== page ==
At Sport Fitness, the gym I regularly attend for yoga classes, there are four teachers throughout the week.
Of them, two are ok but have much room for improvement. One of these repeats poses so frequently, by the end of class we've only done a handful. Furthermore, many are repeated each session. This past week, I put a big effort into not becoming annoyed at such repetition, however, when we went from standing straight up, hands extended to bending over touching toes four times in a row for the 3rd week (after a series of other repeated moves), I'd had enough.
My effort to participate and regularly attend yoga is to further develop my skills, flexibility and personal insight. All of these are not being enhanced, challenged or even pushed with this teacher.
The second offers mildly more challenging poses, though the class communal structure, is very loose. By this I mean the teacher spends too much time with each individual who needs support as the rest of us finish the set (counted reps and not held for duration). This results in those who are more developed finishing early and sitting there. The lack of challenging poses makes this class hard to stay engaged in.
The third teacher is pretty good. She offers a variety of moves, keeps the class in alignment and gives the impression she could very easily amp up the poses way beyond many of our skill levels. I respect this about her, and hope she will turn the difficulty dial up just a few notches. Enter Sunil!
Sunil runs a class each Tuesday and Saturday evening. He arrived from India just a few months ago and has been teaching at my gym since my arrival. I would say I'm quite good at reading people, and get very good vibes off Sunil. He is very positive, collected, and insightful. Yoga is deeply personal to him and I feel he has strong mentors. I've found a number of his poses, just a step back from overly challenging. He keeps the class in formation and does a duration count instead of rep count, where he does the counting. He walks around and helps those, including myself, who need support in their pose. Whether it be a major form correction, or as he does with me, a push further ie. I am working on increasing my flexibility within my hamstrings, he'll have us in a pose and I'm working on pushing myself. My legs which are burning like hell, until Sunil comes along and pushes out an extra 15-20% of my stretch! It's fantastic, he is equally good at reading how to push me just to the very brink of my actual limit vs. what I think it to be.
If you follow my social media activity, blog, or personally communicate with me, you'll notice I am no longer as business focused/centric. Though elements still linger, I can appreciate business/economic components of situations. Take this case of yoga teachers for example. With all four yoga teachers, Sunil's class is by far the busiest. Other teachers have classes during the evening at the same time as he, and Sunil only teaches twice a week (as do the others). For those of you doing the math, two teachers have only one evening class, as Friday has no yoga, and the rest of the nights are taken by teachers. Now, Sunil has a jam packed studio each class, every week. His classes are so packed, the students stagger the mats so as not to bump each other when doing poses. The classroom, the size or a large lane swimming pool, is filled, typically 20-30 minutes before class starts! Guessing the number of attendees would be approximately 65+ per class.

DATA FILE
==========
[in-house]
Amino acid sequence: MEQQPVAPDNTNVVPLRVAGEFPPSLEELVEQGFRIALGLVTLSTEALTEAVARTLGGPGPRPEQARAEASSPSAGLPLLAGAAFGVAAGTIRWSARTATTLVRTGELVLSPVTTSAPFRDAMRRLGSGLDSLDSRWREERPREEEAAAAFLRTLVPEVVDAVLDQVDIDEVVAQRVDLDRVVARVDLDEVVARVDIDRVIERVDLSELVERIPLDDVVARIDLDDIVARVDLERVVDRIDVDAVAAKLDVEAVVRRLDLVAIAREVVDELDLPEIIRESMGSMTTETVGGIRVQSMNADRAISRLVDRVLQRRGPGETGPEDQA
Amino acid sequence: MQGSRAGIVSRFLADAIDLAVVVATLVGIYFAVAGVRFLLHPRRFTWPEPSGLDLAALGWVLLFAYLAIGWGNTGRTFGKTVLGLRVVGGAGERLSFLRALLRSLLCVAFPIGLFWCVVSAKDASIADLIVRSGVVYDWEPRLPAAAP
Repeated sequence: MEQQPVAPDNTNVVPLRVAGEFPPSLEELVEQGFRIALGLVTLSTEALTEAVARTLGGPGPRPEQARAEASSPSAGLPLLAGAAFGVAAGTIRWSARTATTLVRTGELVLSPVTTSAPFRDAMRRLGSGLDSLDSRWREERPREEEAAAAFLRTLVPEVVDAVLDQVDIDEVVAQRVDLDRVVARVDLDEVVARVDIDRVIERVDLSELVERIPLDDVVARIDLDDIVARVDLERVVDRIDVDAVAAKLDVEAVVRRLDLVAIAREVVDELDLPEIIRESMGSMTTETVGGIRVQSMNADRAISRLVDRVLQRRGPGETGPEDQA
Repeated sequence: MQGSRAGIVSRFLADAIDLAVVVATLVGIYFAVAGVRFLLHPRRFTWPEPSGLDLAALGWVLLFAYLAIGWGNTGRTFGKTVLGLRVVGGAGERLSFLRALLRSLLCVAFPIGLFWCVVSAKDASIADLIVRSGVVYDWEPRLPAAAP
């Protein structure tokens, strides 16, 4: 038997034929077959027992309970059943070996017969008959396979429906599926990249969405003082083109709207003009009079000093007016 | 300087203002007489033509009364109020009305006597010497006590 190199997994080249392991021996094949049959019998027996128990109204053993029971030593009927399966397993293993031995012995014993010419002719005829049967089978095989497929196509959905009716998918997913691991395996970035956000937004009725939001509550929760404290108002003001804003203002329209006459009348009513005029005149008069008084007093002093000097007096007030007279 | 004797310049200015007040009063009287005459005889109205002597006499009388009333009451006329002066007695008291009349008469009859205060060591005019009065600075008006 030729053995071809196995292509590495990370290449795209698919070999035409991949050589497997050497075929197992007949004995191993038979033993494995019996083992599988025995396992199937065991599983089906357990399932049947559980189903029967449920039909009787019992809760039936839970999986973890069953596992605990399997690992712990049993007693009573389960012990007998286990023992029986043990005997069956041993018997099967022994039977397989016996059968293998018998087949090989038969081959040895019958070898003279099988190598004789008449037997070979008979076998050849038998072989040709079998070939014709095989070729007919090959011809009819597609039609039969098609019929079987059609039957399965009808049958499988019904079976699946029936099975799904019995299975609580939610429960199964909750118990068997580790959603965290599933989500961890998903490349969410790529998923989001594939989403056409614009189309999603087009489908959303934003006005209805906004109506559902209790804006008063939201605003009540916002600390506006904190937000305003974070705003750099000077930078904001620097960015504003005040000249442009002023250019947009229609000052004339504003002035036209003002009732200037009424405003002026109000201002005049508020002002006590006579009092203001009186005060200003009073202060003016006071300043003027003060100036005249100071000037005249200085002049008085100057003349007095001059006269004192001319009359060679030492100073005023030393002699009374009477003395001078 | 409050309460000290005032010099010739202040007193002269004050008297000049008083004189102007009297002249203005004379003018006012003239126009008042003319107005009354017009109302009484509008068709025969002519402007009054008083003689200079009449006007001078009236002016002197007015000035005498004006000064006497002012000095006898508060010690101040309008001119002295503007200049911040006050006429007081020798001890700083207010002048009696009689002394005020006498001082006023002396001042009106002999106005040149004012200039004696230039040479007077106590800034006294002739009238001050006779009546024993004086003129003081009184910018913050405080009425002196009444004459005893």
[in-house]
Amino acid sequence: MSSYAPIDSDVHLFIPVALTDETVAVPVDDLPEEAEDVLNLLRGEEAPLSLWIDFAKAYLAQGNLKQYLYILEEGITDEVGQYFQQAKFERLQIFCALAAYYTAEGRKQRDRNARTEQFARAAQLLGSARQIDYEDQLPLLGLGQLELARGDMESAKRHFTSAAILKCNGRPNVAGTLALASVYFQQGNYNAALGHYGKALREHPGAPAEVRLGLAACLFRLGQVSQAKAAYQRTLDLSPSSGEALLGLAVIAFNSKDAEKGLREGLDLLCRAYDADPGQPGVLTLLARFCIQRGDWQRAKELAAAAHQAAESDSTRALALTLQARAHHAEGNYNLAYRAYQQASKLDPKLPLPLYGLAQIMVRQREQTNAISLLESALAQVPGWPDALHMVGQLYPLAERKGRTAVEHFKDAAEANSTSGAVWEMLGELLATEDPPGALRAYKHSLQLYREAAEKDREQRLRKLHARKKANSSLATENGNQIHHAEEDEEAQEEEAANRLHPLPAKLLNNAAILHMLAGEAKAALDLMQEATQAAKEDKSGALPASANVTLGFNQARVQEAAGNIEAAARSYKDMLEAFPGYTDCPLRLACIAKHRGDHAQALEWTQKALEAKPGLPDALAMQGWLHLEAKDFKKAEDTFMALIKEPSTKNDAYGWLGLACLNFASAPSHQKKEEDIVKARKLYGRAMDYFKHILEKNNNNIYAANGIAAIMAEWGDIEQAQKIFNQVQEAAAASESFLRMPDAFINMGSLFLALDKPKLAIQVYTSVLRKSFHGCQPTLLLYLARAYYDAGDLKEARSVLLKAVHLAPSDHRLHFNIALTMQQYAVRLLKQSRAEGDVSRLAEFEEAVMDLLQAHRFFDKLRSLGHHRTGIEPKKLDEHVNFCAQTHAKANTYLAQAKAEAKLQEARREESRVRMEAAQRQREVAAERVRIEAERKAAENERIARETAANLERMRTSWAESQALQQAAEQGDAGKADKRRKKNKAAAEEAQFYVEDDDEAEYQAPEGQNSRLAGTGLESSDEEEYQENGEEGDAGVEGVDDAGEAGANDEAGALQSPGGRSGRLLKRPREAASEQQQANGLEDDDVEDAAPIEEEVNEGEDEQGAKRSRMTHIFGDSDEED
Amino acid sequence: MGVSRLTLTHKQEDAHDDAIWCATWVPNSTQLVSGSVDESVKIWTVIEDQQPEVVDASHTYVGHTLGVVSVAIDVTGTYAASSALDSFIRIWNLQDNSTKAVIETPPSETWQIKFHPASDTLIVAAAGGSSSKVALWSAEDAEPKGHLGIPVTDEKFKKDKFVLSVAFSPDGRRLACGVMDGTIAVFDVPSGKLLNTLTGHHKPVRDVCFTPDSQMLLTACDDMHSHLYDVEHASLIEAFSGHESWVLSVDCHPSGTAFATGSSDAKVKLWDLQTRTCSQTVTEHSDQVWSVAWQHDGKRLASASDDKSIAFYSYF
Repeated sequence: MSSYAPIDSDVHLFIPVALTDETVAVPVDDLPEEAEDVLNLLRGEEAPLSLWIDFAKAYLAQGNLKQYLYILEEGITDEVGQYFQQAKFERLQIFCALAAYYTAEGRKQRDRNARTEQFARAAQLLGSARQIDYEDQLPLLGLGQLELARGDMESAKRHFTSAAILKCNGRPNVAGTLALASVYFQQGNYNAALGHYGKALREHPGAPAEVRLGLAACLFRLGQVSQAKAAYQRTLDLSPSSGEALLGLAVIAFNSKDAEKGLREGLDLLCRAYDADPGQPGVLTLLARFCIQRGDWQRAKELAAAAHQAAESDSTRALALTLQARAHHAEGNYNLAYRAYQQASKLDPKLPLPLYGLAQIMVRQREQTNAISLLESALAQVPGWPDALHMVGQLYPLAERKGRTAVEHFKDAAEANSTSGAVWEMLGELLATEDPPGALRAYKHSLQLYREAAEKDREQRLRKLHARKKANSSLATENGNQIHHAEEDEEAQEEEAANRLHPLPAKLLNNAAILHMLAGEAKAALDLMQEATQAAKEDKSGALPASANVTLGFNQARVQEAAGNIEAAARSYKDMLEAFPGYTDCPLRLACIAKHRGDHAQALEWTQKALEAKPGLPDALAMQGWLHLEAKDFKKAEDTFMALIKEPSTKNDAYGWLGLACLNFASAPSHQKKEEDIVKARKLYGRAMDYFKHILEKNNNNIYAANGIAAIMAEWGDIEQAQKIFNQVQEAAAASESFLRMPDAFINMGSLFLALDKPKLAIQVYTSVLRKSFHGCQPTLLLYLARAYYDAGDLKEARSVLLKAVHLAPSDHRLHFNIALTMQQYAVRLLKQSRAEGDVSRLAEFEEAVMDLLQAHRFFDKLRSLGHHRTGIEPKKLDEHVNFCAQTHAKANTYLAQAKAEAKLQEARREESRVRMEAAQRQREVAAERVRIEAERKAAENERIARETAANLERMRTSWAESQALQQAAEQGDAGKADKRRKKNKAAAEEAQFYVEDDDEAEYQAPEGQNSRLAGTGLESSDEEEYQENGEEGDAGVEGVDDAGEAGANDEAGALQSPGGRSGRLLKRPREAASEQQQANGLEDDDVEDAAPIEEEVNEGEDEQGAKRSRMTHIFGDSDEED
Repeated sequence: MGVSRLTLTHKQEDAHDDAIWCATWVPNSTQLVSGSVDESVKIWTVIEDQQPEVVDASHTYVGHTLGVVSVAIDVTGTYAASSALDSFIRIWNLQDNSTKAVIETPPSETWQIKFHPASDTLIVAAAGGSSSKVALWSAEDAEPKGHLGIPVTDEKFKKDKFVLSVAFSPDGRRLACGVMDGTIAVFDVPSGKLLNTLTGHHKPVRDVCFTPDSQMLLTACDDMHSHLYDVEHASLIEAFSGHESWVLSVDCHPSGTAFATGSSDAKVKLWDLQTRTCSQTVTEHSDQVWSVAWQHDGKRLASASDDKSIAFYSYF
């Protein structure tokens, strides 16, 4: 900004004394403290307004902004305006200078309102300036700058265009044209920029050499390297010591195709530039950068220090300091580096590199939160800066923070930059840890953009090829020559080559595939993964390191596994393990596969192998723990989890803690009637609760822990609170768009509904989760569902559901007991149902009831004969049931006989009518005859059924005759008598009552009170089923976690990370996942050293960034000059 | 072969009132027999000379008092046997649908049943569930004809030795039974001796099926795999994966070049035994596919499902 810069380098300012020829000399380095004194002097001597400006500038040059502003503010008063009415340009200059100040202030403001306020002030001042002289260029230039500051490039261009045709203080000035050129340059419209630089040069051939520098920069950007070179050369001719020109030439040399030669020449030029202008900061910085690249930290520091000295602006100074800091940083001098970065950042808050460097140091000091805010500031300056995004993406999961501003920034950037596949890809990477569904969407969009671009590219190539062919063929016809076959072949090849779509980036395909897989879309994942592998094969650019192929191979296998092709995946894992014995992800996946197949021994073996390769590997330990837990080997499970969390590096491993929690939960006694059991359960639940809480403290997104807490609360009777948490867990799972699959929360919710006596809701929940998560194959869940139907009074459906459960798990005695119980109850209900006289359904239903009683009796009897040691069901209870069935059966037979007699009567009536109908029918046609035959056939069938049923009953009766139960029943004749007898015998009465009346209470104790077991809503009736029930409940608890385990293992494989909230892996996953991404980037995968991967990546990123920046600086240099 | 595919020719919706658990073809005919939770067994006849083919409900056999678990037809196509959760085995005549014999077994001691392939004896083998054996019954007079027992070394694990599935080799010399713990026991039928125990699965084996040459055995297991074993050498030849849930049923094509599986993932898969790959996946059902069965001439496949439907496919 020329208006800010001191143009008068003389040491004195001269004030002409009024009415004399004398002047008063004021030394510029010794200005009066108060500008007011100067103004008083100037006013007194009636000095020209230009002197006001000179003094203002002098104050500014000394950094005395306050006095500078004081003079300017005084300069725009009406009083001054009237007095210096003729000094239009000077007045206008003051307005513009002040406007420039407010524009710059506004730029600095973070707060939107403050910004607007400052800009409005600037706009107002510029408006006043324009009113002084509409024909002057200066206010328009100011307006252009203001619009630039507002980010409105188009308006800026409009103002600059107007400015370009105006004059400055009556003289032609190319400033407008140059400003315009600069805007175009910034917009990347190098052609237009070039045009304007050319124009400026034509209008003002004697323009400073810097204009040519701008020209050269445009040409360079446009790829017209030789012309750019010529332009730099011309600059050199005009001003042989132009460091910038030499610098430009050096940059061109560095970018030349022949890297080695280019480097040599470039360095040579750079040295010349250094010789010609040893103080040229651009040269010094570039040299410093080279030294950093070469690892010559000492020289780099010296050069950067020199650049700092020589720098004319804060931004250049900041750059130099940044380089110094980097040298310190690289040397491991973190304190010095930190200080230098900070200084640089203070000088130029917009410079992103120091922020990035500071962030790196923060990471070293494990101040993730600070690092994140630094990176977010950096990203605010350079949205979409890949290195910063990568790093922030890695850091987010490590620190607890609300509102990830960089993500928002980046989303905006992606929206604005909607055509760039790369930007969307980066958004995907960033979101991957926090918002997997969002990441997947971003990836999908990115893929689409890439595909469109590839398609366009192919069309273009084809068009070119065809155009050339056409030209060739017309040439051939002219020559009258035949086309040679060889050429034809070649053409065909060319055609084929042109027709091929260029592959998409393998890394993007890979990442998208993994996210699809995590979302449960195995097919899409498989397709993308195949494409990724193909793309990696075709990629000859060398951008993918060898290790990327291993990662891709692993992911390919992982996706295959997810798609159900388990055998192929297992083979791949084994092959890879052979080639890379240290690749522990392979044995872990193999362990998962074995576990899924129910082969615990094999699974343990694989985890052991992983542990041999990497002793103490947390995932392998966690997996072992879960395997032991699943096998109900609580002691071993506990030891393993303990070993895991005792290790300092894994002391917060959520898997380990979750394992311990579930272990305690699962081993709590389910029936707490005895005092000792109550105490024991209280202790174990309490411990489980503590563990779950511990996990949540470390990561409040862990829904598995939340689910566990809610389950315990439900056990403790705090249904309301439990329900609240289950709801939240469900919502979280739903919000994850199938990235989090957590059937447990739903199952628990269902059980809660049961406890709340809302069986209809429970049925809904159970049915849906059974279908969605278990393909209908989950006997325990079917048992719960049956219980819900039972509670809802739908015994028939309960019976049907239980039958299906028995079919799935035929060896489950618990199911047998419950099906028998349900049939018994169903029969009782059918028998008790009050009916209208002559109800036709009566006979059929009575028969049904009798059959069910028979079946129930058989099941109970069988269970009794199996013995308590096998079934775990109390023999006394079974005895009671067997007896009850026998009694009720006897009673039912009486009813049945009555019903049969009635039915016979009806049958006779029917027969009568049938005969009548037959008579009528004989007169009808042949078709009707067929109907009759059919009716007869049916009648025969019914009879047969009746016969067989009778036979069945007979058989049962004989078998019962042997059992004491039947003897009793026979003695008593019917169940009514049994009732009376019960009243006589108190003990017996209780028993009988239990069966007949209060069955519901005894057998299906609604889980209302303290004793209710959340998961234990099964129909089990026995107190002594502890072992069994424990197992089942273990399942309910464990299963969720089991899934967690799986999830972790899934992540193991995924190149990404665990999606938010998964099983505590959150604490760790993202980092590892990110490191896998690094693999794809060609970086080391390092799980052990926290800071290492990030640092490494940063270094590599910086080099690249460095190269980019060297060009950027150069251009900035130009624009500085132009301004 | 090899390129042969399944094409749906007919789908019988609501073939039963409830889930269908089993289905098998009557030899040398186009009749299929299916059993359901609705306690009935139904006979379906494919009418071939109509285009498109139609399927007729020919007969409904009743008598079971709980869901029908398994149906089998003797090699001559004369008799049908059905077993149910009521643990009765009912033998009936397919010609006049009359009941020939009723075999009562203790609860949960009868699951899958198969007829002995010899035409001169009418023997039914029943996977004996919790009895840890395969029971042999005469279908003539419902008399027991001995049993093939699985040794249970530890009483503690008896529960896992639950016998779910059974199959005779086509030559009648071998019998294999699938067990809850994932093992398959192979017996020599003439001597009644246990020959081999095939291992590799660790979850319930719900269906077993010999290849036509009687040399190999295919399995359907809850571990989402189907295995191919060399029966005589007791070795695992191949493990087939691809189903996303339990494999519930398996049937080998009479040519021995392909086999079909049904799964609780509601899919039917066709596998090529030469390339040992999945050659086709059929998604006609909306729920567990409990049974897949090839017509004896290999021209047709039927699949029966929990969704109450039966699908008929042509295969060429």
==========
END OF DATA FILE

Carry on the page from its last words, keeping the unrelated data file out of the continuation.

In contrast, on other nights, classes are typically no larger than 15 students. Now, simple economics tells me, if there is demand, students will supply themselves/their time to be there. If he and his classes weren't as good as they are, why would people show up for his class specifically? This tells me, what Sunil is doing is top notch, it's working and people are enjoying what he offers. His class holds more regular attendees than the other classes, and people seem to be more engaged. I think this speaks volumes about his skill level, attitude, technique and teaching capabilities.
These are the kinds of teachers I seek to be learning from! As my travels take me around the world, India will no doubt be a great place for delving into yoga much further and refining my practice to new heights.
Whatever your interest, in anything you seek to learn, you must learn from a great teacher. Spare no expense finding people who are where you want to be. We often spend crazy amounts of time and money to look and appear like other people, often those who are merely putting on a facade. We ought to train ourselves to pour the same amount of time and money into learning new skills, habits and techniques from individuals who have mastered them! You owe it to yourself to seek out and become the best version of who you are!